Even though D3 is a superior form of vitamin D when it comes to supporting healthy levels, consuming both types in adequate amounts can help.

Vitamin D deficiency risk factors

By adding these foods to your shopping list and including them in your diet, you can help support healthy vitamin D levels—even when it’s difficult to spend time in the sun. One thing to keep in mind: there may be a greater risk of developing a vitamin D deficiency if any of the risk factors below apply to you [1].

  • You have darker skin
  • You are elderly or obese
  • You adhere to a vegan or vegetarian diet
  • You have had gastric bypass surgery
  • You have a digestive disease, such as Crohn’s disease or celiac disease

So in addition to eating a vitamin D-rich diet, consider talking with a healthcare provider about regularly taking a vitamin D supplement.

Everlywell: check your vitamin D levels from the comfort of home

Wondering if you’re getting enough vitamin D? An effective way to find out if you’re deficient is by testing vitamin D levels in the blood.

Fortunately, you can easily check your levels at home using a Vitamin D home test from Everlywell. Our Vitamin D test kit uses a quick and easy finger prick you can collect yourself. Once you’ve collected your sample, you can send it off to one of our CLIA Certified labs and await your results. If they come back deficient, you and your healthcare provider can develop a plan to bring your levels back up to an optimal range.

Vitamin D vs. D3: what's the difference?

What are normal vitamin D levels?

3 reasons why your body needs vitamin D


References

1. Vitamin D. National Institutes of Health. URL. Accessed April 4, 2022.

2. Forrest KY, Stuhldreher WL. Prevalence and correlates of vitamin D deficiency in US adults. Nutr Res. 2011 Jan;31(1):48-54. PMID: 21310306.

3. Fish, salmon, Atlantic, farmed, cooked, dry heat. U.S. Department of Agriculture. URL. Accessed April 4, 2022.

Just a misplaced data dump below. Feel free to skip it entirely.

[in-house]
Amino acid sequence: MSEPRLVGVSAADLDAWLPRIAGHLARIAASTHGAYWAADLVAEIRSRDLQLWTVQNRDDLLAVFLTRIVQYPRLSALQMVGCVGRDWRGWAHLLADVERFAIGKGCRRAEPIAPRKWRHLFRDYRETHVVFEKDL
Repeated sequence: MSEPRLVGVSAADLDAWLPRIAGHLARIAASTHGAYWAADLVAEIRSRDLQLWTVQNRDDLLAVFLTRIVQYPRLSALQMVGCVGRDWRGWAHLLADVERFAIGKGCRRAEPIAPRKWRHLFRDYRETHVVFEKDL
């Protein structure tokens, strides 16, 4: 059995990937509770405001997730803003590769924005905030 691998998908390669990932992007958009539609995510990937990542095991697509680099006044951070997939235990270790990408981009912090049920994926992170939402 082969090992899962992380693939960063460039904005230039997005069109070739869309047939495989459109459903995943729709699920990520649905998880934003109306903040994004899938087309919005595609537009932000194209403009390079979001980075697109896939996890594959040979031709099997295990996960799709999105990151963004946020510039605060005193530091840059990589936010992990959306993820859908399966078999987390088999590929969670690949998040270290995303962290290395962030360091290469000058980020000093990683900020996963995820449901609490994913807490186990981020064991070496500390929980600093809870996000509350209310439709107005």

4. Lu Z, Chen TC, Zhang A, et al. An evaluation of the vitamin D3 content in fish: Is the vitamin D content adequate to satisfy the dietary requirement for vitamin D?. J Steroid Biochem Mol Biol. 2007;103(3-5):642-644.

5. Consumers Missing Out on Health Benefits of Seafood Consumption. U.S. Department of Agriculture. URL. Accessed April 4, 2022.

6. Fish, tuna, fresh, bluefin, raw. U.S. Department of Agriculture. URL. Accessed April 4, 2022.

7. Sunderland EM. Mercury exposure from domestic and imported estuarine and marine fish in the U.S. seafood market. Environ Health Perspect. 2007 Feb;115(2):235-42. Epub 2006 Nov 20.

8. Fish, herring, Atlantic, cooked, dry heat. U.S. Department of Agriculture. URL. Accessed April 4, 2022.

9. Mercury Levels in Commercial Fish and Shellfish. U.S. Food & Drug Administration. URL. Accessed April 4, 2022.

10. Schmid A, Walther B. Natural vitamin D content in animal products. Adv Nutr. 2013 Jul 1;4(4):453-62.

11. Kühn J, Schutkowski A, Kluge H, Hirche F, Stangl GI. Free-range farming: a natural alternative to produce vitamin D-enriched eggs. Nutrition. 2014 Apr;30(4):481-4.

12. Simon RR, Borzelleca JF, DeLuca HF, Weaver CM. Safety assessment of the post-harvest treatment of button mushrooms (Agaricus bisporus) using ultraviolet light. Food Chem Toxicol. 2013 Jun;56:278-89.

13. Milk, nonfat, fluid, without added vitamin A and vitamin D (fat free or skim). U.S. Department of Agriculture. URL. Accessed April 4, 2022.

14. Vitamin D for Milk and Milk Alternatives. U.S. Food & Drug Administration. URL. Accessed April 4, 2022.

15. Orange juice, chilled, includes from concentrate, with added calcium and vitamin D. U.S. Department of Agriculture. URL. Accessed April 4, 2022.

16. Yogurt, Greek, plain, lowfat. U.S. Department of Agriculture. URL. Accessed April 4, 2022.

17. Tofu, firm, prepared with calcium sulfate and magnesium chloride (nigari). U.S. Department of Agriculture. URL. Accessed April 4, 2022.

18. Tofu. U.S. Department of Agriculture. URL. Accessed April 4, 2022.